As the name suggests, preferred gives the shareholder a place in line ahead of common stock holders, whenever a company pays dividends or distributes assets to shareholders. In other cases, should dividend payments be missed, preferred shareholders get all of their dividend payments before the common shareholders receive anything. Preferred stock might offer more stable cash flow than common stock.
Preferred stocks and the related exchange traded funds are high-yielding, income-generating assets. The downside is that such assets are often perceived to be vulnerable to rising interest rates, but the iShares S&P US Preferred Stock Fund (PFF) is higher by nearly 2.60% year-to-date. The shares are issued by financial institutions, utilities and telecom companies, among others.
Higher inflationary expectations and rising rate worries are prevalent across the world. The Fed enacted two rate hikes in the first half and offered a hawkish guidance for the whole year. The central bank is now planning two more hikes this year. Upbeat U.S. economic recovery and a tight labor market led the Fed to be hawkish.Source: Shutterstock
Remember the time when the Federal Reserve was not raising interest rates? Those were the glory days for preferred stock funds. Yield-starved investors flocked to preferred stock funds in search of additional income.
In doing so, bond buyers and bankers were reticent to extend further credit to many of the railroad companies. The successful pitch was that preferred stock would pay a fixed dividend much like a bond.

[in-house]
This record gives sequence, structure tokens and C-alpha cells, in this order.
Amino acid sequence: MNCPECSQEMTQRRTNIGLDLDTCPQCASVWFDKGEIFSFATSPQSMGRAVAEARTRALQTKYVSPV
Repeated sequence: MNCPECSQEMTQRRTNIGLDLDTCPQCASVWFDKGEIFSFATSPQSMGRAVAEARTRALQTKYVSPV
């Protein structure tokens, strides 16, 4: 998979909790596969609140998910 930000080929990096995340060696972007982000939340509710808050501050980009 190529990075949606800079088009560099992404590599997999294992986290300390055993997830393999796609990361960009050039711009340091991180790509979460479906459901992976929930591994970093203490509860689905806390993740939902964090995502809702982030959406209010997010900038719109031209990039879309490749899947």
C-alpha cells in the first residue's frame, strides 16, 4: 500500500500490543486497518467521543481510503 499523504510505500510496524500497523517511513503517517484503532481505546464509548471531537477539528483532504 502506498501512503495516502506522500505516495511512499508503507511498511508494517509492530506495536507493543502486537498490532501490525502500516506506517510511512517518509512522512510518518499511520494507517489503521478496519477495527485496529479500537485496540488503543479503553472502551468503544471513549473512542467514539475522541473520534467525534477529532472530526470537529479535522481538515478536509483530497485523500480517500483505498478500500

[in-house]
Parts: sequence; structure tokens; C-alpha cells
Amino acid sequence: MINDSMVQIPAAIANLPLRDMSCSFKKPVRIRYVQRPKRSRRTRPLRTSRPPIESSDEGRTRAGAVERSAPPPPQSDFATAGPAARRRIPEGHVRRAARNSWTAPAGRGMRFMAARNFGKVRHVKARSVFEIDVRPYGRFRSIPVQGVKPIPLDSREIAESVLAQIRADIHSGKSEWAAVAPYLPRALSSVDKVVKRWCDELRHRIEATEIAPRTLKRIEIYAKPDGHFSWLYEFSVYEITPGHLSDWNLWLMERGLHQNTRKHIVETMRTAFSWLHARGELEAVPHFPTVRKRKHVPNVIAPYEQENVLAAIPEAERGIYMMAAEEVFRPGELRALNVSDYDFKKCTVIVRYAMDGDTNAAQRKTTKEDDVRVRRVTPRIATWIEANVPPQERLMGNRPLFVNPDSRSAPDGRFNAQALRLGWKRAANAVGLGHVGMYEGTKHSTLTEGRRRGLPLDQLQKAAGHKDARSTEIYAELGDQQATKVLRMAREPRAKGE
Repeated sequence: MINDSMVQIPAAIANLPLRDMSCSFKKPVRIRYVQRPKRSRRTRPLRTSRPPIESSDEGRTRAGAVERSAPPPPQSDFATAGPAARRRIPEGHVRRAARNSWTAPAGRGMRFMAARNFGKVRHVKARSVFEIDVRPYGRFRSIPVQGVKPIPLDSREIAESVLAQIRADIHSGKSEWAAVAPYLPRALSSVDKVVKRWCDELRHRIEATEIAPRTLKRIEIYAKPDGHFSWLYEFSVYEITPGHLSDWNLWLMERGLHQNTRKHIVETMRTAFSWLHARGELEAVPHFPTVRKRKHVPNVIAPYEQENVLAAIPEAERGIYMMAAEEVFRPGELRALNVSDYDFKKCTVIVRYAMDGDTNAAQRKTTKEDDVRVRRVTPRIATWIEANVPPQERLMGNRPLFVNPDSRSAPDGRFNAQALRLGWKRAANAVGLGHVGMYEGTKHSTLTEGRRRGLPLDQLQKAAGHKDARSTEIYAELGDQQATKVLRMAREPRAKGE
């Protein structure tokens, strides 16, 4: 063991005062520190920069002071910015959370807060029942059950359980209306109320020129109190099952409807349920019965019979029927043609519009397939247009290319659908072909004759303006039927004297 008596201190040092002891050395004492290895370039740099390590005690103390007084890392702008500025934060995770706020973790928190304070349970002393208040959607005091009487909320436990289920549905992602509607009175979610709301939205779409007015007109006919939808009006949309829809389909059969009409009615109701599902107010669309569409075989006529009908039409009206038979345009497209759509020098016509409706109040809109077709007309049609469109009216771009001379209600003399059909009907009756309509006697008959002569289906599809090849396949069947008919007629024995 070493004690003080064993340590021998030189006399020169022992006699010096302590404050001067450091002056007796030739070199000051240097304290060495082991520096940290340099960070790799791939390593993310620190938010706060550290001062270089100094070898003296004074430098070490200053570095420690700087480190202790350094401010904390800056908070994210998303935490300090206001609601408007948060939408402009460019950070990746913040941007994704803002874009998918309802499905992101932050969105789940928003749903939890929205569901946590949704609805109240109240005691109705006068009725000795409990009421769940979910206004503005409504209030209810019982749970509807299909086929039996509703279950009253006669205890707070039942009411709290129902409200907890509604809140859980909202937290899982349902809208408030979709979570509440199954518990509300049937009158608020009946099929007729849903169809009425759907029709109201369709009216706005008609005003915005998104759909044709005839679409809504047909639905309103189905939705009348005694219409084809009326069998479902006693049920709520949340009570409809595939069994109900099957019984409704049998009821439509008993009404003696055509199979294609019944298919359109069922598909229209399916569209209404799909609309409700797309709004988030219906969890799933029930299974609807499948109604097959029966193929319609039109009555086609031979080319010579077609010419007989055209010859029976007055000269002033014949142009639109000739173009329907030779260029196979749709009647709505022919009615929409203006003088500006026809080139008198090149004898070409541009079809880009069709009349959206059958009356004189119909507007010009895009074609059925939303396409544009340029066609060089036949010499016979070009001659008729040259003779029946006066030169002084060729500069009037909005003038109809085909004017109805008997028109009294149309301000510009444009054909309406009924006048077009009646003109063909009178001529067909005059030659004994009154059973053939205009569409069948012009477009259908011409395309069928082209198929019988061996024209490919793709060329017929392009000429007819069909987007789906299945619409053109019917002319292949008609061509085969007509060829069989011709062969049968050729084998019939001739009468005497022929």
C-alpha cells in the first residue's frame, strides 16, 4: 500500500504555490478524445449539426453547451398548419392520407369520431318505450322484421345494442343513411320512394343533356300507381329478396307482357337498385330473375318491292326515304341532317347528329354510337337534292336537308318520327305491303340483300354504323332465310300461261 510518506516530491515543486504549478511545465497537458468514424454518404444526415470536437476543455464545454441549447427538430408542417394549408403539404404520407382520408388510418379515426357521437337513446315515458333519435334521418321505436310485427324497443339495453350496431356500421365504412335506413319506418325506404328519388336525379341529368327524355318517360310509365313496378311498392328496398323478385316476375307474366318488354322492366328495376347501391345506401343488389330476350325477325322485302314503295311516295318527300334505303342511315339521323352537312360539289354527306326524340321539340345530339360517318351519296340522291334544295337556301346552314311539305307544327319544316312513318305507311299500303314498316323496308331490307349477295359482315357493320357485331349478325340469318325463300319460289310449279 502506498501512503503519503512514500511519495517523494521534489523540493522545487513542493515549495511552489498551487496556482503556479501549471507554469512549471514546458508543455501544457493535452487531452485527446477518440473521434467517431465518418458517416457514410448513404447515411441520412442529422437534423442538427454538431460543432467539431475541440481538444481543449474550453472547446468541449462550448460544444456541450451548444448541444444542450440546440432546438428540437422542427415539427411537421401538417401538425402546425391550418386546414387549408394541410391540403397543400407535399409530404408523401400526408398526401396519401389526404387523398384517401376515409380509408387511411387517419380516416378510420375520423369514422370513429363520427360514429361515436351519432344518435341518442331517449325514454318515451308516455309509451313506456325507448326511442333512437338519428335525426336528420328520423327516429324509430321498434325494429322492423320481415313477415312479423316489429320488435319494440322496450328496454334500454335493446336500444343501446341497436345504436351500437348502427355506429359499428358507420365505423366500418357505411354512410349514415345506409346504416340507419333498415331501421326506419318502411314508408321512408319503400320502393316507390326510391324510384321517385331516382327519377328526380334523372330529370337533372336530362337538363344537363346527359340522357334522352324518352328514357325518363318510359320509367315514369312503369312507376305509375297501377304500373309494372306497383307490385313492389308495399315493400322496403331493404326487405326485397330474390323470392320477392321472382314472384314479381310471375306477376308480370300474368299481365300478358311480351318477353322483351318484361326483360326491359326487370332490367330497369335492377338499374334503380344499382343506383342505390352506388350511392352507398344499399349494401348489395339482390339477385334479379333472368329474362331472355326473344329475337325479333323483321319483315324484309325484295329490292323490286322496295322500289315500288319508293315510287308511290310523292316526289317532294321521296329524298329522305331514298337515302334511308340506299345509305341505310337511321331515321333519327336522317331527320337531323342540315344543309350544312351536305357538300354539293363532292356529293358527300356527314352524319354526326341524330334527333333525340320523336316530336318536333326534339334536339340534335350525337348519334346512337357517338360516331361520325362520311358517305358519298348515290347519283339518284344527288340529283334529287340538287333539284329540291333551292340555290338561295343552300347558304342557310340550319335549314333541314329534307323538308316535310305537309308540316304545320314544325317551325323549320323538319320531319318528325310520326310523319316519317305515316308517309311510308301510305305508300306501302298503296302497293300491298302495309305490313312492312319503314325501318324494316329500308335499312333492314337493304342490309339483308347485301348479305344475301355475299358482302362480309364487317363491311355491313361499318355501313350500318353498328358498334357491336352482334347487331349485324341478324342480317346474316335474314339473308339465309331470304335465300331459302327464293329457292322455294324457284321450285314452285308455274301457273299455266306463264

Preferred stocks - a high-yield asset that's typically referred to as a stock-bond "hybrid" because it has characteristics of each - are treading water this year after a strong showing in 2017. But that's OK. Preferred stocks typically aren't bought for upside potential - it's about stability and income. "Straight preferred stock funds without other equities are fixed-income securities with a low correlation to the stock market," says Jay Hatfield, founder and chief executive officer of Infrastructure Capital Advisors (InfraCap) and co-portfolio manager of the Virtus InfraCap U.S. Preferred Stock ETF (PFFA). He adds that they can reduce portfolio volatility "and be used to rebalance during down markets." Now might be the right time, considering the rising-interest-rate atmosphere. While preferreds "have long duration and are sensitive to movements in long-term interest rates," Hatfield and his team expect the 30-year Treasury to stay in the 3%-3.5% area, which means preferred stocks "will be attractive with yields of over 6%." Eric Chadwick, president of preferred-stock specialist Flaherty & Crumrine, also downplays any interest-rate risk. "Preferreds tend to perform well relative to other fixed income in periods of rising interest rates, although the path may be bumpy along the way," Chadwick says, adding that preferreds tend to price in interest rate hikes early. Here's a look at 10 funds that can help you jump on this income opportunity in preferred stocks. Chadwick and Hatfield both suggest investing in a broad, actively managed preferred-stock funds, though investors looking for inexpensive options have their pick of a couple cheap exchange-traded funds, too. Let's dig in: SEE ALSO: 53 Best Dividend Stocks for 2018 and Beyond